Charities give back to the Borough during COVID-19 –

Over the past year and a half, organizations in Queens have stepped up efforts to help residents who have been impacted — directly or indirectly — by COVID-19.

These organizations, including Commonpoint Queens, Sunnyside Shines and Queens Together, continued their charitable work through food and clothing drives, meal deliveries and other fundraising efforts that began long before the pandemic. does hit the borough.

But COVID-19 has driven them to help the community in new ways: raising money for restaurants that have been forced to lay off employees and close indoor restaurants, helping struggling small businesses apply for grants, and make appointments for residents when vaccines were first deployed. .

queens of commonality

Dozens of volunteers showed up to help distribute meals to homebound seniors on MLK Day with Commonpoint Queens. (Photo by Gabriele Holtermann)

Before merging in 2016, Commonpoint Queens operated as two separate entities: the Samuel Field Y, founded in 1954, and the Central Queens Y, founded in 1974. For decades, the social service agency was dedicated to community advocacy and to “harness philanthropic resources” to have a greater impact on those they serve.

When COVID-19 vaccines were just beginning to roll out in February, the organization worked to help older people — who were among the first groups eligible to get vaccinated — navigate the process. At the time, the organization monitored city and state websites, called medical centers and reached out to lawmakers and community partners to help the 3,000 seniors they served.

“We have organized vaccine education workshops. We sit on the phone together and walk them through the dating process. We plan transport by car service for appointments. We even met some of them on site to make sure everything was going well,” Danielle Ellman, CEO of Commonpoint Queens, said in February.

In addition to direct outreach, Commonpoint also hosted virtual information sessions to educate the community on vaccines and other resources, including sessions in Spanish and collaborations with other community organizations.

During the pandemic, the nonprofit continued its existing work running a free clothing store for young professionals seeking employment and continued to operate its food pantry in Forest Hills. In July, local resident David Abraham helped raise over $5,600 for the pantry.

“It is in need that one recognizes one’s true friends. These are words that I live my life with. I was so moved by what I saw, I knew I had to do something. I am grateful for the work done here to help those in need and proud to be part of it,” said Abraham.

Sunnyside shines

Angelica Acevedo/QNS

The Sunnyside Shines Business Improvement District was enacted in October 2007 and officially began operating in April 2008. Since then, the BID has served the needs of approximately 300 Sunnyside businesses.

During COVID-19, the BID has stepped up its efforts to support small businesses in the region, from offering assistance in the form of grants to launching its first-ever virtual pop-up market. The spring event, which usually takes place at Bliss Plaza, pivoted to Facebook Live and featured dozens of local vendors selling everything from jewelry and homemade soaps to locally sourced honey.

At the end of August, Sunnyside Shines was among 13 organizations recognized for their charitable work during the pandemic. BID Executive Director Jaime-Faye Bean received the 2021 Woman of Distinction Award.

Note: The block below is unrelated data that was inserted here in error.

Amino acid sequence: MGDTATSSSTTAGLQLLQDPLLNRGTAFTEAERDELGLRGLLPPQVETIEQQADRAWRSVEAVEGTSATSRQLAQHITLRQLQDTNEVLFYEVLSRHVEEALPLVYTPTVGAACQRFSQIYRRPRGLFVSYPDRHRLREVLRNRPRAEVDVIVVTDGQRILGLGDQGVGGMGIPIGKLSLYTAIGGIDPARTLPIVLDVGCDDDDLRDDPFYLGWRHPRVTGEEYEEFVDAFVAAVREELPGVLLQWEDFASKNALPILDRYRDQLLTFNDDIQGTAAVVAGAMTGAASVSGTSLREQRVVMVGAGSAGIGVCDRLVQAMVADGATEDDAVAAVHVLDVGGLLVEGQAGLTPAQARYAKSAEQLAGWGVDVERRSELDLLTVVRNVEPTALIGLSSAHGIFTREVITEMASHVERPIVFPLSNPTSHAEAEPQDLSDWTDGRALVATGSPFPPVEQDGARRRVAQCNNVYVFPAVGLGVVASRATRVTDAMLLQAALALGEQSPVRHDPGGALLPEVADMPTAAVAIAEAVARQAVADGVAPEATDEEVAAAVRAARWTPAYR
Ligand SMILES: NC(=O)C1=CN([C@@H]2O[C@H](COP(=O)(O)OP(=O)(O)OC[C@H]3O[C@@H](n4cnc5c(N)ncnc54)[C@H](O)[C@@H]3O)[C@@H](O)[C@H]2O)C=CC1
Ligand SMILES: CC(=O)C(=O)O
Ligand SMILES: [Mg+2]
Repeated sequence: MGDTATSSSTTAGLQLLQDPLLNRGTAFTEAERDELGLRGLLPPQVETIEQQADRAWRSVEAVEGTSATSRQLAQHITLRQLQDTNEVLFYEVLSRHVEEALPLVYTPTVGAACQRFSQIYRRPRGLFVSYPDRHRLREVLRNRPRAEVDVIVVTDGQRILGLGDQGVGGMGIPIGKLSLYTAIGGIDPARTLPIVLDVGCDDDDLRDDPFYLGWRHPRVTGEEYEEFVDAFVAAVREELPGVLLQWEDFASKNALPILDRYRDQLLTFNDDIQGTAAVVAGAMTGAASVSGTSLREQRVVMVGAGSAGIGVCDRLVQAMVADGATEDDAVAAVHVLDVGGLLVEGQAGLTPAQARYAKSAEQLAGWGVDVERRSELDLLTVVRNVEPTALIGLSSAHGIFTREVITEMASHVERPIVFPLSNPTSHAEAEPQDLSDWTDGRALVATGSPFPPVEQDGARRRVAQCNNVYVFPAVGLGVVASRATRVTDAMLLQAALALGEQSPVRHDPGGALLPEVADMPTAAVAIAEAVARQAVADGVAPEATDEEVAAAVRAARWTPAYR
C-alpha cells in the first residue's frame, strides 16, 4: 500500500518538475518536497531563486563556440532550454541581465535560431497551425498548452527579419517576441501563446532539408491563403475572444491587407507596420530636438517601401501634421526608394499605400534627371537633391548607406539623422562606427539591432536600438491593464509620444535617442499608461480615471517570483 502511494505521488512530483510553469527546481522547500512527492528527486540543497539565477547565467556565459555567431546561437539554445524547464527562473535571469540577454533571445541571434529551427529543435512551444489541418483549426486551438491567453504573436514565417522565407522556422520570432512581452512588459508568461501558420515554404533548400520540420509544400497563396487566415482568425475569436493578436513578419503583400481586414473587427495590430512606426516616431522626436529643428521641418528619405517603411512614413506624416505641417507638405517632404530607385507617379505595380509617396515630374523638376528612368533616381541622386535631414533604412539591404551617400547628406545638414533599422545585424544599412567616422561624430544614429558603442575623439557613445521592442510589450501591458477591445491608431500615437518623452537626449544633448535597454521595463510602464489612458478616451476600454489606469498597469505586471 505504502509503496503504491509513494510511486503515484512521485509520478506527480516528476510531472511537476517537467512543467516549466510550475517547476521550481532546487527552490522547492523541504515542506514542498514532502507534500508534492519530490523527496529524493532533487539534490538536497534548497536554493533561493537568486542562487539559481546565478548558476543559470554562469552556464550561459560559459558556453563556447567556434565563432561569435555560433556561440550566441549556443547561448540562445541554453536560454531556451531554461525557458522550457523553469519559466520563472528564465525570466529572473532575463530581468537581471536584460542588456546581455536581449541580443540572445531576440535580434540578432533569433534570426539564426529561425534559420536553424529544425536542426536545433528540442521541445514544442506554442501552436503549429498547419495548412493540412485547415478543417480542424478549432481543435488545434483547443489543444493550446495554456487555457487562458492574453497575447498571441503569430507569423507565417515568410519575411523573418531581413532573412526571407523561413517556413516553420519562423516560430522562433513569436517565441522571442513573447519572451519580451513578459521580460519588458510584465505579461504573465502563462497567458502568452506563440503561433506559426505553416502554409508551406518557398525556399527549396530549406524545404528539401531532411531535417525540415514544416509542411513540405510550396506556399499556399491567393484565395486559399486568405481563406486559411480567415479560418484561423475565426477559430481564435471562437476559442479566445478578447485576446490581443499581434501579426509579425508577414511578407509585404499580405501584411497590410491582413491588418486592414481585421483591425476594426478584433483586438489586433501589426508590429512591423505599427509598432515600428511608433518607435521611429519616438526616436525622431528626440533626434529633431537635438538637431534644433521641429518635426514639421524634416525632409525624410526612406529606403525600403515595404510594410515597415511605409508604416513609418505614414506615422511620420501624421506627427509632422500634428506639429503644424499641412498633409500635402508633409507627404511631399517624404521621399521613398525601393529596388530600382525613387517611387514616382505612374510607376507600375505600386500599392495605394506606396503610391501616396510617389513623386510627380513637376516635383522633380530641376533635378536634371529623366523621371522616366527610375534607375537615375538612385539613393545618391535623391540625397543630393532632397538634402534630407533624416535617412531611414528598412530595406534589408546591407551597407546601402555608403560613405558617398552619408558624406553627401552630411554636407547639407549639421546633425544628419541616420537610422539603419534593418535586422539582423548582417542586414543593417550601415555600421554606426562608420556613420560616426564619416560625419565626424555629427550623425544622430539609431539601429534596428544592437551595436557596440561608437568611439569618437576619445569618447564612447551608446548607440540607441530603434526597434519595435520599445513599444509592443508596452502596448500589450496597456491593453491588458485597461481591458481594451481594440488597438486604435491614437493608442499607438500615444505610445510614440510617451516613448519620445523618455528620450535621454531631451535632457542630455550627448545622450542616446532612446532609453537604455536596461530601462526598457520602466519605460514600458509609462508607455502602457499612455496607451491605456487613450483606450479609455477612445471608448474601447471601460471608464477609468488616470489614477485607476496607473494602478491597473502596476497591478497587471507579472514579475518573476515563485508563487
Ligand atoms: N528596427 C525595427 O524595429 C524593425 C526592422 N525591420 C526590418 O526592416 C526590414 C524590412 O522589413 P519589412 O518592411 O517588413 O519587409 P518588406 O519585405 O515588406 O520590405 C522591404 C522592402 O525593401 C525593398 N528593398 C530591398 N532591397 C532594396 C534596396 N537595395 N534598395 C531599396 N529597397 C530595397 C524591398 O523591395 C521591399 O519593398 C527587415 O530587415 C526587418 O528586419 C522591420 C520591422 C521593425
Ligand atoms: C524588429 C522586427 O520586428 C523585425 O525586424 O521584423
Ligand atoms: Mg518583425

“We have tried to provide consistent assistance and support to small businesses in our region,” Bean told QNS. “The main theme for me has been meeting the needs of the community in times of crisis while connecting that to the borough’s small business ecosystem and ensuring they have the resources to survive.”

According to Bean, the BID focused on small businesses in the commercial district and helped them survive during COVID. With her help, the BID communicated COVID mandates and grant programs in English and Spanish and raised more than $100,000 for small businesses in the region. She also helped raise over $10,000 for Queens-based pantries.

“Having small businesses that understand the community, that know the people — that’s what makes our neighborhoods livable,” Bean said. “In a big city like New York, it’s so important. You need that sense of community, and I see a lot of that being generated by small businesses.

queens together

Queens Together delivers Fresh Direct pantries to Astoria Houses. (Photo courtesy of Queens Together)

Formed in March 2020, Queens Together is a non-profit organization that was conceived by former chef and executive director Jonathan Forgash and Bean.

Formerly known as “Astoria Together”, the organization started as a way to help feed frontline healthcare workers and emergency first responders by partnering with local restaurants. In its early days, the organization delivered free daily meals to four local hospitals, including Mount Sinai Queens and Elmhurst Hospital.

“Even before COVID-19, we considered them all heroes,” Forgash told QNS in April 2020. “Yes, they get paid and don’t starve, but they work brutal hours and give their all. They deserve a good comforting meal.

Forgash has used social media to raise funds for local restaurants during the pandemic and has helped around 75 of them stay open. The executive director also said the non-profit organization has delivered more than 60,000 meals to people in need across the borough.

“We fed over 200,000 people last year,” Forgash said. “I have never felt so good in the work I have done, but also with nearly 1,500 other volunteers, donors, organizations and restaurants. To be part of a group of strangers who have come together to help our neighbors, I feel really lucky.

Queens Together and Forgash have also been recognized for their charity work during COVID-19.